Herbes de Provence

This blend of spices from the Provence region of France is aromatic and floral. There is no one set blend of spices, but often the blend includes savory, marjoram, rosemary, thyme, oregano, and occasionally lavender.

Here is our take on the classic herb blend: 3 tablespoons thyme, 2 tablespoons savory, 1 tablespoon oregano, 3 tablespoons rosemary, 2 tablespoons marjoram, and 1 tablespoon lavender.    

Poultry Spice

Poultry seasoning is exactly what it sounds like: a blend of herbs and pungent spices that enhance the flavor of your favorite fowl. While this is easily found bottled, we find that our own blend is much more vibrant than what you find at the store.

For the homemade poultry spice, blend together: 3 tablespoons thyme, 3 tablespoons rosemary, 3 tablespoons sage, 1 tablespoon marjoram, ½ tablespoon black pepper, 1 teaspoon nutmeg, 1 teaspoon ground ginger, and 1 teaspoon paprika.

Pumpkin Pie Spice

Pumpkin pie spice is useful for more than just pumpkin pie. This helpful blend of spices tastes like fall and will come in handy when you are seasoning vegetables, baking cookies, breads, and, of course, pie.

Here is our blend of pumpkin pie spice you should keep on hand: ¼ cup cinnamon, 4 teaspoons nutmeg, 4 teaspoons ginger, and 1 tablespoon allspice.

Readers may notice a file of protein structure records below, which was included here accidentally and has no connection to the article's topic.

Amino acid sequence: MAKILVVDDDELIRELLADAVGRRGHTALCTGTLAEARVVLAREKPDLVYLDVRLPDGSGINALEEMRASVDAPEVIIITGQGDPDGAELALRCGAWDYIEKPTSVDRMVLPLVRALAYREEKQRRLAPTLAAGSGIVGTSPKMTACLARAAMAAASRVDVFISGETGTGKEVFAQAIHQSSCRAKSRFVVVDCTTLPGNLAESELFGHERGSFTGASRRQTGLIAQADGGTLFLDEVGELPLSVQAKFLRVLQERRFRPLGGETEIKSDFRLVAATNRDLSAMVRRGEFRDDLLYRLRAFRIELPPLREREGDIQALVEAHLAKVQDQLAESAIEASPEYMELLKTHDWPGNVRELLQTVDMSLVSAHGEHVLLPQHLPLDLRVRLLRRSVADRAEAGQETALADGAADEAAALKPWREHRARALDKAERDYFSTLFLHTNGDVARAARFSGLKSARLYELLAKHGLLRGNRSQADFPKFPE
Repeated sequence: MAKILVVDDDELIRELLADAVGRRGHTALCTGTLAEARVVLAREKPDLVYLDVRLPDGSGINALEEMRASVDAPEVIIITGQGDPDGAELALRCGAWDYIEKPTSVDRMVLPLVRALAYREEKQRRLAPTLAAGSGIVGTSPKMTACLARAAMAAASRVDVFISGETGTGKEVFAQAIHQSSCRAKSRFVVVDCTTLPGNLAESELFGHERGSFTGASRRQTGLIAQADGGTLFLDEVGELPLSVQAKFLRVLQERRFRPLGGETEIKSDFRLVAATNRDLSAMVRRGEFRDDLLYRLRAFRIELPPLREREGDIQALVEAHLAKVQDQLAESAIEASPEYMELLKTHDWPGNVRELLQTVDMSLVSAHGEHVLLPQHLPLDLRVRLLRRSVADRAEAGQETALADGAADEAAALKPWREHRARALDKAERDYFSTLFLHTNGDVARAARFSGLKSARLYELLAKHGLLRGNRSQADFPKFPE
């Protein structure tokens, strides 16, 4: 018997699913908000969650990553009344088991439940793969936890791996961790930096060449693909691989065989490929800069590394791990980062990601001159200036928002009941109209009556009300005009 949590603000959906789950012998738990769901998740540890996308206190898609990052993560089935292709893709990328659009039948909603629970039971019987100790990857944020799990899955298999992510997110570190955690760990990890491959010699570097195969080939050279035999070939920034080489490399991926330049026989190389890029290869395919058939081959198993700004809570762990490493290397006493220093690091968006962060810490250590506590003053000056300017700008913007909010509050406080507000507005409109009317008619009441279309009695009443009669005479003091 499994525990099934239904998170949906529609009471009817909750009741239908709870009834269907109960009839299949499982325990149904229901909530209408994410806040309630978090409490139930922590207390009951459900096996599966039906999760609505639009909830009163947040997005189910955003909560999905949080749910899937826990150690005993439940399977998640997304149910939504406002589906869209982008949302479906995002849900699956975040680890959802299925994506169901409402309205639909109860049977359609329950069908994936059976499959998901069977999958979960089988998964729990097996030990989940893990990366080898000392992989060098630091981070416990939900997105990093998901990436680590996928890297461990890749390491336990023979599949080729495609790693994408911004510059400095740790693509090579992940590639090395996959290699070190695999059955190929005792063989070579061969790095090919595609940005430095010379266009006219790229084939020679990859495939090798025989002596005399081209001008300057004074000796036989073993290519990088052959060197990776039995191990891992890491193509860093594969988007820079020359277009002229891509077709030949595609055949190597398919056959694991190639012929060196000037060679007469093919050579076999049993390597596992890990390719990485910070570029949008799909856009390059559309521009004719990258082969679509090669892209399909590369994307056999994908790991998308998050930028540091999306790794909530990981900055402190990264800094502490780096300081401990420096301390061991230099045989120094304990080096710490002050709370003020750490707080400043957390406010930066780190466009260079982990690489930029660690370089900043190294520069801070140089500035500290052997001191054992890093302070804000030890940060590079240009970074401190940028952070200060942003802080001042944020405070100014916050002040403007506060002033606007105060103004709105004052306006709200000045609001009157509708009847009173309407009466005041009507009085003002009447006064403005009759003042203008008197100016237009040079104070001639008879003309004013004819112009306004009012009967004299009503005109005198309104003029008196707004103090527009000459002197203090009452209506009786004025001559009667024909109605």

Ras el Hanout

This spice blend from North Africa is often compared to garam masala, because its many iterations and widespread use throughout North African cookery. Ras el hanout means "head of the shop" in Arabic, or the top-shelf blend of spices.

Here is our interpretation of a spicy, pungent ras el hanout spice blend: 1 teaspoon cumin, 1 teaspoon ginger, 1 teaspoon salt, ¾ teaspoon black pepper, ½ teaspoon ground cinnamon, ½ teaspoon ground coriander seeds, ½ teaspoons cayenne, ¼ teaspoon cloves.


Za'atar is a popular spice blend comes from eastern Mediterranean kitchens and cuisine. It has a citrusy, earthy flavor perfect for sprinkling on fresh cut vegetables, on top of hummus, or seasoning roasted chicken.

Here is our interpretation: 2 tablespoon thyme, 1 tablespoon cumin, 2 tablespoons sesame seeds (toasted), 2 teaspoons sumac, ½ teaspoon black pepper, and ½ teaspoon salt.